Judge in Leila de Lima’s last drug case inhibits self | Inquirer News

Judge in Leila de Lima’s last drug case inhibits self

By: - Reporter / @dexcabalzaINQ
/ 05:36 AM June 17, 2023

NEW DELAY While the assignmentof a new judge may prolong her trial yet again, former Sen. Leila de Lima, seen in this May 12 photo, is “steadfast in her resolve that her vindication is near,” according to her lawyer Filibon Tacardon. —RICHARD A. REYES

NEW DELAY While the assignment of a new judge may prolong her trial yet again, former Sen. Leila de Lima, seen in this May 12 photo, is “steadfast in her resolve that her vindication is near,” according to her lawyer Filibon Tacardon. —RICHARD A. REYES

The seventh judge hearing the last drug trafficking case against former Sen. Leila de Lima has recused himself to put to rest any “suspicion” of bias arising from his brother’s earlier involvement in the case, a matter that came to light only recently.

De Lima’s lawyers welcomed the voluntary inhibition of Judge Romeo Buenaventura of the Muntinlupa City Regional Trial Court Branch 256, even as they acknowledged that the appointment of a new judge might further delay her six-year bid for freedom.


In a seven-page order dated June 15 but released on Friday, Buenaventura granted the motions filed on Tuesday by three of De Lima’s co-accused—her former aides Ronnie Dayan and Joenel Sanchez, and former Bureau of Corrections chief Franklin Jesus Bucayu.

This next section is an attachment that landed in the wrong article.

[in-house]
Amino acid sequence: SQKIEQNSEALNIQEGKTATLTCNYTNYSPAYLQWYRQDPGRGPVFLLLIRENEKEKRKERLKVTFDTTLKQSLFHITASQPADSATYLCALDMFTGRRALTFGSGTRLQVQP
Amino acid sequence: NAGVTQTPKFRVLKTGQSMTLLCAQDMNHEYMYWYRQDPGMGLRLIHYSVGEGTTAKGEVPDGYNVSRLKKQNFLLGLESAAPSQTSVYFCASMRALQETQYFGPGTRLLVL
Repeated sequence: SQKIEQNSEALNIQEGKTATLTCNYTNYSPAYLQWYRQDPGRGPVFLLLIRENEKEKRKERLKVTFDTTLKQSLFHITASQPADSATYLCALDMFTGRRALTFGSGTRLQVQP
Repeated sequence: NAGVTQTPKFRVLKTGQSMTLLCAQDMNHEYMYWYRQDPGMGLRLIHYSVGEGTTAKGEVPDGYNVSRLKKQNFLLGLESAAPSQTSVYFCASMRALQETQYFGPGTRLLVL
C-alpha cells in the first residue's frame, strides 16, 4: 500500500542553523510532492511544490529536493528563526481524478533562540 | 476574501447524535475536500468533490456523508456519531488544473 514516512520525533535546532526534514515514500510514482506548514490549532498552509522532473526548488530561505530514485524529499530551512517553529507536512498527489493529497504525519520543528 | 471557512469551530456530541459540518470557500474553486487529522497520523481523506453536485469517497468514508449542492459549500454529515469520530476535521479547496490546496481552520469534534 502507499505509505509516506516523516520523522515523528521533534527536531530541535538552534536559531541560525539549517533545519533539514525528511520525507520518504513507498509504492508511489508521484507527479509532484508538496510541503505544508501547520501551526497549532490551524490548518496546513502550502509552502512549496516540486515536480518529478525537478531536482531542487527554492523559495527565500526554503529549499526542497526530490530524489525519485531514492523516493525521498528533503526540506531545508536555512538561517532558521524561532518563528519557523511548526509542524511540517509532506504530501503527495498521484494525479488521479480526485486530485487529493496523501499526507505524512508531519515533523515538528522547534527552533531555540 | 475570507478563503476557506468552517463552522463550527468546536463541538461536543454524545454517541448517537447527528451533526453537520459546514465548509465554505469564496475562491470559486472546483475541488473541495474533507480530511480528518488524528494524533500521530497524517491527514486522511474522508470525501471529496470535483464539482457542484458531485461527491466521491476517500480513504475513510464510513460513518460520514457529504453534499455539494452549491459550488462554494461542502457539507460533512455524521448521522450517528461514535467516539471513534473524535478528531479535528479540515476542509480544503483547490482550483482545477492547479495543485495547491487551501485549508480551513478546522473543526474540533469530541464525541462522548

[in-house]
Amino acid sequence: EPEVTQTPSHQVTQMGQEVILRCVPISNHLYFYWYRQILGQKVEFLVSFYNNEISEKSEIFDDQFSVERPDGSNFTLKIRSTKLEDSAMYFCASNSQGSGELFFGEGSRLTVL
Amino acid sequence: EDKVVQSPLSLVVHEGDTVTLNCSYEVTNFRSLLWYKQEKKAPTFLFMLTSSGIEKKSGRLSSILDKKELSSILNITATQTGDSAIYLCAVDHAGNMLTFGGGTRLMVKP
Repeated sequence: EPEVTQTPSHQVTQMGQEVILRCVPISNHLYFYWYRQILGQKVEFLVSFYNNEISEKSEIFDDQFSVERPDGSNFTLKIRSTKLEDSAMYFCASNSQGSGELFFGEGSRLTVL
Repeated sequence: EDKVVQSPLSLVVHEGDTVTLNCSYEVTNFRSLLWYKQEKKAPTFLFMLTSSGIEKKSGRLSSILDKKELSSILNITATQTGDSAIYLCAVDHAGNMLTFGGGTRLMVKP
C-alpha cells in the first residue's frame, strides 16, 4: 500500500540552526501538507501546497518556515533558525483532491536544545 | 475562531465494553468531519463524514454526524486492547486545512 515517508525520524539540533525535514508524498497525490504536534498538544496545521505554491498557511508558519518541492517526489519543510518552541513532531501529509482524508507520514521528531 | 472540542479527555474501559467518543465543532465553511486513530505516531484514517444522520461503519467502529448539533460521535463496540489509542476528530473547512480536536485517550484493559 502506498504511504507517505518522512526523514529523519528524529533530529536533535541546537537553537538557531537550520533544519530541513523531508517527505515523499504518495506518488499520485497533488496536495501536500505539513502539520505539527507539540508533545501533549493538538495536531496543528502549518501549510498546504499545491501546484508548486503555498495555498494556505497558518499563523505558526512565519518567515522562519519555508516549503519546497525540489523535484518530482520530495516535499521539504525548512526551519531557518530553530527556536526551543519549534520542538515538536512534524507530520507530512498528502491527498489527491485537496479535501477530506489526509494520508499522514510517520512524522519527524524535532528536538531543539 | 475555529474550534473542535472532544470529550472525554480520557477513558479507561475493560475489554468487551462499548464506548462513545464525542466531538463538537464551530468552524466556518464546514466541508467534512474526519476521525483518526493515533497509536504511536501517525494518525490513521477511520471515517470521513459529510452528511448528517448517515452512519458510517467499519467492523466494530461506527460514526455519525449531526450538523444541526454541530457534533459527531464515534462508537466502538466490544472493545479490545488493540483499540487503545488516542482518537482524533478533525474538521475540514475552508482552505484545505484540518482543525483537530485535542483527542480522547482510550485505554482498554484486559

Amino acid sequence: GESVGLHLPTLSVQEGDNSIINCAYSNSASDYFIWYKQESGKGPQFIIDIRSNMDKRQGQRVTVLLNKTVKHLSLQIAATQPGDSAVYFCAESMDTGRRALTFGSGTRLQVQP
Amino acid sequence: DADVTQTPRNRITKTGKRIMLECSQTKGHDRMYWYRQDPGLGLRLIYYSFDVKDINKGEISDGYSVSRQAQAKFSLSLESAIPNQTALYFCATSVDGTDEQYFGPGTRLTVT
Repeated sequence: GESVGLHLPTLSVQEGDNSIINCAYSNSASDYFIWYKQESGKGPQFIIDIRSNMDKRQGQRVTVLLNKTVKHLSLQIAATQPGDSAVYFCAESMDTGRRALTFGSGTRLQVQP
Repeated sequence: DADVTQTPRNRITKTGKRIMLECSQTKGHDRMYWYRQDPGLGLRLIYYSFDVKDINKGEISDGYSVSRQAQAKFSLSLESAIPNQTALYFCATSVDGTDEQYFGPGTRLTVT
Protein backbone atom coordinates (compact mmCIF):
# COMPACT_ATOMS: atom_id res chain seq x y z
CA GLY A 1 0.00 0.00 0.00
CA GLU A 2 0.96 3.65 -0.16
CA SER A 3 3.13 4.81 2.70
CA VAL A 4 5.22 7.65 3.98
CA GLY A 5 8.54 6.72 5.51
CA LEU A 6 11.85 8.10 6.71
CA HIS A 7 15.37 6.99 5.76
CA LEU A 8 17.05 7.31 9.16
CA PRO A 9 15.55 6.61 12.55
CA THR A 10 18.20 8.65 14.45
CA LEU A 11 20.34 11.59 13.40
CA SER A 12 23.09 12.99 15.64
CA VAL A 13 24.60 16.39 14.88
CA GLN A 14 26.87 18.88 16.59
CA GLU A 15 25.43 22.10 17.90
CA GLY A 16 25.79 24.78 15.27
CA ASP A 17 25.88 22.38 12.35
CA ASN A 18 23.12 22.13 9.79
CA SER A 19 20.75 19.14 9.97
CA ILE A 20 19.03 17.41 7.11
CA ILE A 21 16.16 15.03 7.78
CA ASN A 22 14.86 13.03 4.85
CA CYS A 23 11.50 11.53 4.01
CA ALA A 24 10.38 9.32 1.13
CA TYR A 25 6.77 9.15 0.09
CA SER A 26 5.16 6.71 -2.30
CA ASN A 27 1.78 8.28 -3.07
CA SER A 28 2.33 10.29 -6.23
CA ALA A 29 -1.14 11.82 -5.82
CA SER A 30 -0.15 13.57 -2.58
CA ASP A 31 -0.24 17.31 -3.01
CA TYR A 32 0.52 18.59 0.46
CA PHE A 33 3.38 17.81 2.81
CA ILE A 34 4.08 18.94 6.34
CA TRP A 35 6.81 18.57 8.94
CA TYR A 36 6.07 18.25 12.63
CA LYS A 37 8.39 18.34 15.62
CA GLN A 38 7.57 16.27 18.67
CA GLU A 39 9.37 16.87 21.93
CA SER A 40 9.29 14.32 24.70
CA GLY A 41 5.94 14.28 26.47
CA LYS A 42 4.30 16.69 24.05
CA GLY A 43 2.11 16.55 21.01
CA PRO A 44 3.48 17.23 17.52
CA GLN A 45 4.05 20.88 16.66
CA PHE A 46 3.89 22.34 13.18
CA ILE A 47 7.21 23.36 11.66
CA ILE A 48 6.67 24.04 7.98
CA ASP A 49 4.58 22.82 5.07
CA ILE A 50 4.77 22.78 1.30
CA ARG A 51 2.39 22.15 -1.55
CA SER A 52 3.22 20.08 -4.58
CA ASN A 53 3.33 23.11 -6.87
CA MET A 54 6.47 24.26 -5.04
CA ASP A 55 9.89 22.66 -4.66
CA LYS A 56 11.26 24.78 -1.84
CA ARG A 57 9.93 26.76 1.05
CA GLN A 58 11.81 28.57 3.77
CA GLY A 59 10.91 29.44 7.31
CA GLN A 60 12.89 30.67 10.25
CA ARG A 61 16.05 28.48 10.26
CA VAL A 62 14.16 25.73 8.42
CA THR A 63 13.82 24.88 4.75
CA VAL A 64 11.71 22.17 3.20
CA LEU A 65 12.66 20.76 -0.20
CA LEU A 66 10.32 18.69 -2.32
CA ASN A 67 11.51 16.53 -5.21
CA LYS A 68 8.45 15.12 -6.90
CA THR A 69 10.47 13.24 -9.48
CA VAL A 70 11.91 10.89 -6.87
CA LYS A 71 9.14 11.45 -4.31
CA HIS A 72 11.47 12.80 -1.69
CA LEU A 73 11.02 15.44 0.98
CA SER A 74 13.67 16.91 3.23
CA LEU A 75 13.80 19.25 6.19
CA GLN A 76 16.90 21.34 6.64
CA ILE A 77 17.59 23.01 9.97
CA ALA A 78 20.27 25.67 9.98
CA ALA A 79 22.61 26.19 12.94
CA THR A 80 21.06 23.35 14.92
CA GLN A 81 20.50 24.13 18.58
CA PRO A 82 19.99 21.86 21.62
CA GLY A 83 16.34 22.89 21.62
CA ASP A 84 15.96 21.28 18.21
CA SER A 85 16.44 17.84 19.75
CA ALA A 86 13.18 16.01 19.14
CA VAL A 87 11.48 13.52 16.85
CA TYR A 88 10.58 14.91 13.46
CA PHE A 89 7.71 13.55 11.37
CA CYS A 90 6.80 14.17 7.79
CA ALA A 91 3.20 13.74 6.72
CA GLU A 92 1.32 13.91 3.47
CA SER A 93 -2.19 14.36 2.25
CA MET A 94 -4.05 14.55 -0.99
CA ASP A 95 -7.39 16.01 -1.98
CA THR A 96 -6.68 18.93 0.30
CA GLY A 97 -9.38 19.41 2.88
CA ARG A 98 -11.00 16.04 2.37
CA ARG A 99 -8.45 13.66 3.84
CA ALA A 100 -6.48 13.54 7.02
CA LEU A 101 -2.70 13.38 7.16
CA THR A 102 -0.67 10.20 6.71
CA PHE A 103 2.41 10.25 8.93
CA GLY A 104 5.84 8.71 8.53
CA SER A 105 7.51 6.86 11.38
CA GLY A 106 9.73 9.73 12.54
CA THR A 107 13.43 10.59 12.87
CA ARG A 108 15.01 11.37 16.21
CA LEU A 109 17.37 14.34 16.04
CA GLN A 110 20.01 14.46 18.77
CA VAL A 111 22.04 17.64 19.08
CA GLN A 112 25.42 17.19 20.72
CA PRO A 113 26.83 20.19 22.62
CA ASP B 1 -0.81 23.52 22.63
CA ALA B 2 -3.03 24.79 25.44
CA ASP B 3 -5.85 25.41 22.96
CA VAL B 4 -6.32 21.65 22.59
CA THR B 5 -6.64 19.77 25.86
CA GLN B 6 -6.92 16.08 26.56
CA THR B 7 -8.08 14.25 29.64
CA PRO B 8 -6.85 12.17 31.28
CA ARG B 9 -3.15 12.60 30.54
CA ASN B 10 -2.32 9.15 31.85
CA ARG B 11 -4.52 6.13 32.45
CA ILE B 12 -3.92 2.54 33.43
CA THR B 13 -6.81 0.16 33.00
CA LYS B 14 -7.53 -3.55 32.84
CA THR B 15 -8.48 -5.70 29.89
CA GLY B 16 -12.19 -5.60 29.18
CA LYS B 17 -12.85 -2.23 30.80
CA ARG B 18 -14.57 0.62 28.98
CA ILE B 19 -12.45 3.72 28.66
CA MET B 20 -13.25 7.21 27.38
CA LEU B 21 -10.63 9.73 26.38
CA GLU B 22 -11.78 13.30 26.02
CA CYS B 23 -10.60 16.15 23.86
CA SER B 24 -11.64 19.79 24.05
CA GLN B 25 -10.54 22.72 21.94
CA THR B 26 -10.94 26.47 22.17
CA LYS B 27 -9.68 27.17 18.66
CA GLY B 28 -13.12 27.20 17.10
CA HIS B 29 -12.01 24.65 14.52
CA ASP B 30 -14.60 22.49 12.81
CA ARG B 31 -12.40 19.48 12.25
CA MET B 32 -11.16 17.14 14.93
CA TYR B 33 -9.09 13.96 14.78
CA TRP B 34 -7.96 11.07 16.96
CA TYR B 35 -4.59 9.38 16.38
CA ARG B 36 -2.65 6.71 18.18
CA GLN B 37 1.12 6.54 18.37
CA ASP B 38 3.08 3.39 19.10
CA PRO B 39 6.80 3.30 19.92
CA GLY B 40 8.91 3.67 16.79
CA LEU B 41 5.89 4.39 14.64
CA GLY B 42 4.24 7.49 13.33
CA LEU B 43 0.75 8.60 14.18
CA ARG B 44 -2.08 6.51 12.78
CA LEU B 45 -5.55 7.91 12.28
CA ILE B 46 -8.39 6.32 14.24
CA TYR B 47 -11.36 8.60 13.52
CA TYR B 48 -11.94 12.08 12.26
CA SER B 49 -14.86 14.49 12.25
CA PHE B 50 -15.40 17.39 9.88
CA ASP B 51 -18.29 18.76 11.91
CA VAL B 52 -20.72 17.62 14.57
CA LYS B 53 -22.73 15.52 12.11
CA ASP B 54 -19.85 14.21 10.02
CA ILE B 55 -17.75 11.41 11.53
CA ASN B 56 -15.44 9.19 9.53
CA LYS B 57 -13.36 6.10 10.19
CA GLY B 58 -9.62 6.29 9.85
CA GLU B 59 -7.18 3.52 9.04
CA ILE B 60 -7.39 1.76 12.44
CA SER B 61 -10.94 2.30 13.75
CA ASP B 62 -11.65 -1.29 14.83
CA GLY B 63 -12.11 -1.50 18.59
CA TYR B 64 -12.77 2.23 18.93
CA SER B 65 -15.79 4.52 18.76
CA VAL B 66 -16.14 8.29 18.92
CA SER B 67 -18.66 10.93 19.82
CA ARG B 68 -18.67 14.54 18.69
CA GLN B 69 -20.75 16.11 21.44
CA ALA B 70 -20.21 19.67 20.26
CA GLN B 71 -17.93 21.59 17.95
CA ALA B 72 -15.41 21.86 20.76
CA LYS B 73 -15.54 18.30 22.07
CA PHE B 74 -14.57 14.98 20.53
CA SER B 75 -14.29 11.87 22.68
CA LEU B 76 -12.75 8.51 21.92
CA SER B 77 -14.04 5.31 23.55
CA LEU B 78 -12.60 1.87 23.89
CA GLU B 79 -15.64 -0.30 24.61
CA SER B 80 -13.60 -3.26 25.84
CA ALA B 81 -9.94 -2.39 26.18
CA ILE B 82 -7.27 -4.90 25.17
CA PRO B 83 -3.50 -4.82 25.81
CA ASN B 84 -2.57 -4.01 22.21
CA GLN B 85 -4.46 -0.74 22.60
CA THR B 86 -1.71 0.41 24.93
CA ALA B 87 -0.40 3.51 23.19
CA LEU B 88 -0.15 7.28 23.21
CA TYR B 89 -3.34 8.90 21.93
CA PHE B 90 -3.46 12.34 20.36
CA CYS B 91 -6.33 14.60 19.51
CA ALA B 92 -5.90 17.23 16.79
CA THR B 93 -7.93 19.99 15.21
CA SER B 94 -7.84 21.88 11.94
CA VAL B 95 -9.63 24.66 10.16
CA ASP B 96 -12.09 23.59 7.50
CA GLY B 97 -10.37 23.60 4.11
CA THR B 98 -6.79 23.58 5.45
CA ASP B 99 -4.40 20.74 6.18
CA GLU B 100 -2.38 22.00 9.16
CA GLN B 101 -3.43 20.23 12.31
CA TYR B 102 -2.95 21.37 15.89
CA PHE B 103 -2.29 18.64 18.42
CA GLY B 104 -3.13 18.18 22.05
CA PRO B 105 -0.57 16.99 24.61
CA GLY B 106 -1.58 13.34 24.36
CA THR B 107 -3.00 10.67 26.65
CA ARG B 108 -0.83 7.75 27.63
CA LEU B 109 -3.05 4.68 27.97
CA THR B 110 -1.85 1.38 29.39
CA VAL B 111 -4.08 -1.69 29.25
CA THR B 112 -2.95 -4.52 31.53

In their motions, the three asked the judge to inhibit himself from Criminal Case No. 17-167 because his brother Emmanuel Buenaventura, a lawyer, had taken actions in the past that were favorable to the prosecution, such as giving advice to one of their early accusers.

In his order, the judge confirmed that he was Emmanuel’s brother but insisted that their relationship did not prove he acted with malice, bad faith, and partiality.

‘Tarnished integrity’

But the “suspicion of the accused-movants, while unfounded if not contrived, cannot be ignored since it already tarnished the integrity and impartiality of the court as well as the needed trust and confidence in all subsequent proceedings in the instant case,” Buenaventura said.

He said he was recusing himself “not because the allegations are true, but because it is his avowed duty as member of the bench to promote confidence in the judicial system.”

In their motions, Dayan, Sanchez, and Bucayu noted that Emmanuel had served as legal adviser to the late Oriental Mindoro Rep. Reynaldo Umali, former chair of the House justice committee, who had led the 2016 inquiry on the illegal drug trade inside New Bilibid Prison (NBP) that resulted in the filing of charges against De Lima and her coaccused.

According to the motions, Emmanuel admitted in a television interview on Nov. 25, 2016, that he assisted Dayan in executing an affidavit implicating De Lima in the NBP drug trade. But in May last year, Dayan retracted his claims in the affidavit and testified that he had been coerced into signing it.